(That’s nice guys, but we’re just gonna stay out of this one. / Photo by Pattee Mak)
Although I can’t pinpoint the exact date, at some point last week I found myself in a position that a blogger/writer for any niche site oft finds themselves in: tapping their fingers and waiting for some news to break that anyone would give half a shit about. “You know what you should do,” one of my roommates informed me, “is write an article about disabled athletes in MMA. It would tie in with the Paralympics and be quite topical.” It was a pretty good idea, so I immediately (well, after I set down the bong, I suppose) started drafting up some ideas and angles to approach such a story with. I started thinking about guys like Nick Newell and Matt Hamill, who, despite their disabilities, were still able to break open a can of whoop ass when the occasion called for it.
I also began to think of Kyle Maynard, who, despite being an incredible talent and inspiration, was simply not cut out for the sport of MMA. To put it politely, his amateur debut against Brian Fry was bizarre bordering on embarrassing. This was not due to Maynard’s physical limitations or desire to give the sport a try, but simply because someone out there thought that the fight should be both publicized and videotaped without first considering how it would be received by the general public.
But be that as it may, I began to draft up an article discussing the positives and negatives associated with disabilities in professional sports. I planned to discuss Oscar Pistorius, Im Dong Hyun, and Peter Gray. I planned to ask you, our esteemed readers, whether or not the decision for a disabled athlete to compete in a sport as dangerous as MMA should rest on the shoulders of the athletes themselves or of the commissions that are supposed to be protecting them.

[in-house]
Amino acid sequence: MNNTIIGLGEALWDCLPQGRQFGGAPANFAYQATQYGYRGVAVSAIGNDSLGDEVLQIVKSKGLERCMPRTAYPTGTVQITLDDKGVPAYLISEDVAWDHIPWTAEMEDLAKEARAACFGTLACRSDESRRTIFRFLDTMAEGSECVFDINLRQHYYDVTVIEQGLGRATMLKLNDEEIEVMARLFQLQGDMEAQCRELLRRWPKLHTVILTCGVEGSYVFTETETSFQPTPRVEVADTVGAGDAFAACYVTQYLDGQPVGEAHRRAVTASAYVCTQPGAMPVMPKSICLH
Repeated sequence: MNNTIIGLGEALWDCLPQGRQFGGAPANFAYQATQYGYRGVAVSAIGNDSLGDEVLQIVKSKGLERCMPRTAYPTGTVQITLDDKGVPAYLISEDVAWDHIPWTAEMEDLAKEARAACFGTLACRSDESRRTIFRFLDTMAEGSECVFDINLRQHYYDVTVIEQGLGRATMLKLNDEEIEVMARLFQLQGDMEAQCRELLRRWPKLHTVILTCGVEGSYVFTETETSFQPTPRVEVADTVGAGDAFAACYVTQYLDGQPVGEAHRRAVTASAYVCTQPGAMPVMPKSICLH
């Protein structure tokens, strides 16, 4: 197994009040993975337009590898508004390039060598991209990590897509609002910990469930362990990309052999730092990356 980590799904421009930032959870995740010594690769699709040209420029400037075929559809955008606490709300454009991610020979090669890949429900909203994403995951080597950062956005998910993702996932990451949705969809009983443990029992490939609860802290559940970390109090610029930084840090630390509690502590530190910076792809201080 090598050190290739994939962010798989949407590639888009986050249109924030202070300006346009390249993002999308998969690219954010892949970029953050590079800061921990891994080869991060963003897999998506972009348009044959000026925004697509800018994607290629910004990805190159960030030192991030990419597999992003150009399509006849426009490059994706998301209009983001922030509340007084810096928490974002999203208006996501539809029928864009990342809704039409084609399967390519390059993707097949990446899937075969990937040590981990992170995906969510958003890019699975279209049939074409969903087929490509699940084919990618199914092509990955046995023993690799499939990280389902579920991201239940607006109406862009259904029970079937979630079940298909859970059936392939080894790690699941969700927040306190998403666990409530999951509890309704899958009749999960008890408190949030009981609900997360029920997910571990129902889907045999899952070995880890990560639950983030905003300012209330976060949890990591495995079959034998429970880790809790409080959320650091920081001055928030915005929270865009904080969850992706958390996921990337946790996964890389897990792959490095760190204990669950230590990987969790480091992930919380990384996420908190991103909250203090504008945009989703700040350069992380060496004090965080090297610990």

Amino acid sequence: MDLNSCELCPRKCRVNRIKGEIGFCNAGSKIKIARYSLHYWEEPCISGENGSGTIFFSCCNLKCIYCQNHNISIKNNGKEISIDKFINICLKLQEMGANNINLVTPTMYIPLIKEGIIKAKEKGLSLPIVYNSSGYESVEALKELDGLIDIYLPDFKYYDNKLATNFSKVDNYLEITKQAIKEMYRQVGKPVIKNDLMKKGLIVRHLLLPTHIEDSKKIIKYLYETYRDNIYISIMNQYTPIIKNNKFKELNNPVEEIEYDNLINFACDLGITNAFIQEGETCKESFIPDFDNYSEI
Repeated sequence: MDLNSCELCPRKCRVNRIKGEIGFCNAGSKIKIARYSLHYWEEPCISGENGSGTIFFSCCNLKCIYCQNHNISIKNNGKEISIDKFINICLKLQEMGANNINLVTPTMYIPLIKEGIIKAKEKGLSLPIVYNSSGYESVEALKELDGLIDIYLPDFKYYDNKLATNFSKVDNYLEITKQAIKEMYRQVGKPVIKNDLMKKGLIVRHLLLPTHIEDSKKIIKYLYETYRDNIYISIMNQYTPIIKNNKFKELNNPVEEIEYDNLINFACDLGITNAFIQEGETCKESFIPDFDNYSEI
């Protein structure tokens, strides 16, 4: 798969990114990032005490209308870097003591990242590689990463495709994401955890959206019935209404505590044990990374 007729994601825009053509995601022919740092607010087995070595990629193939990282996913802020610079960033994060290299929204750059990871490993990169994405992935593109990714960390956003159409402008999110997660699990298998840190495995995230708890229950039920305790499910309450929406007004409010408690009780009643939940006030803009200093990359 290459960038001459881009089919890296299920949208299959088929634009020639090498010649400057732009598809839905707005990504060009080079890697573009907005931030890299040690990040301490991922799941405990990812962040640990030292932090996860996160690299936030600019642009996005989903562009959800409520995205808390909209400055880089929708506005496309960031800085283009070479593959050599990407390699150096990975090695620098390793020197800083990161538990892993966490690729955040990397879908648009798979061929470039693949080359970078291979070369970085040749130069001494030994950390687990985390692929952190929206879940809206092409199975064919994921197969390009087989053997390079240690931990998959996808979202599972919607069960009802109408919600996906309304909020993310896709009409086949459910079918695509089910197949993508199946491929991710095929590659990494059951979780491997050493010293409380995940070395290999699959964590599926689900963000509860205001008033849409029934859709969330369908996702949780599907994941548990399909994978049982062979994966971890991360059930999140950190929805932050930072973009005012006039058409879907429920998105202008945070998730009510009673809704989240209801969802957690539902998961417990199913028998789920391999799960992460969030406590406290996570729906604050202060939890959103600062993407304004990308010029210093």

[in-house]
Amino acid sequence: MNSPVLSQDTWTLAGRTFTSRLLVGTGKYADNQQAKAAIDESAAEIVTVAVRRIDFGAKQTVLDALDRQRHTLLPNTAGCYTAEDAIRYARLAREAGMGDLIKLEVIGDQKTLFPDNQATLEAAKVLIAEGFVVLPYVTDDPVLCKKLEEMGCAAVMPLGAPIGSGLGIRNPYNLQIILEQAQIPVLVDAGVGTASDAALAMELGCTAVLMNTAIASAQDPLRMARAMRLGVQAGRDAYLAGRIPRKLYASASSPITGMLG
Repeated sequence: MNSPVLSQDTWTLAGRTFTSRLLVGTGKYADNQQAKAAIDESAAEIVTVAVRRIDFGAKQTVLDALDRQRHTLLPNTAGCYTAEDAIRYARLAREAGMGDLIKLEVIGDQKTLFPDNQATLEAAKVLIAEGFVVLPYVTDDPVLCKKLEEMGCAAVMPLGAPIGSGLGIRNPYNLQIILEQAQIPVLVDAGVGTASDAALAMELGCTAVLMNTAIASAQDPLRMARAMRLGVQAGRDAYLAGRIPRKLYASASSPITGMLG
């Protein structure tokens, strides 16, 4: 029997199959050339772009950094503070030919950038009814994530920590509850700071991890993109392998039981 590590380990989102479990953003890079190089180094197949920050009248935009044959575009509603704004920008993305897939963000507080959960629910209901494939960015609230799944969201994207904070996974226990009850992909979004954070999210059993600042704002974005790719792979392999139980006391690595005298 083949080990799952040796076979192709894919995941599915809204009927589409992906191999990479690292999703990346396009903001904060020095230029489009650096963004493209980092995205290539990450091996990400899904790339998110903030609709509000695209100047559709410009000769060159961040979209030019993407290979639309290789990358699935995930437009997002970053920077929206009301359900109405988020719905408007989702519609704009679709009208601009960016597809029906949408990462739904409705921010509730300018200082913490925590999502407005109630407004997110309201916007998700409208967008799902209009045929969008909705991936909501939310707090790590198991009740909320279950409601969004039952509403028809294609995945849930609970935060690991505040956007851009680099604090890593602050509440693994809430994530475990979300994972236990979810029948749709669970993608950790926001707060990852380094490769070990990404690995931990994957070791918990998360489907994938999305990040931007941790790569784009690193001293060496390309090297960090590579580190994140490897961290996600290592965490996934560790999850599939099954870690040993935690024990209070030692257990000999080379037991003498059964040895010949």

That was, until I came across this article on Fighters Only this morning to find that a promotion in the UK was apparently moving forward with, and I cannot place enough emphasis on the quotes here, “a series of bouts with fighters in wheelchairs and also amputees under MMA rules.”
I had to pause, then rub my eyes, then reread a title that I was sure belonged on the floor of The Onion’s fictional newsroom somewhere. But alas, wheelchair MMA is apparently a sport that a group of presumably sane-minded people agreed was something the world needed to see.
In one fell swoop, the article I had spent a couple days milling over had been negated. Because the truth is, no matter what we think is appropriate in regards to disabled athletes in MMA, promotions like Wheeled Warriors/Ultimate Cage Fighting Championships will always exist to completely violate any logical discussion we might have had on the subject. Promotions run by people so blind, so incompetent, that they could think for even one second that wheelchair MMA would be a good idea.
Of course, Wheeled Warriors head Colin Wood is under the impression that this idea is actually “for the benefit of both the fans and physically-challenged fighters across the globe”: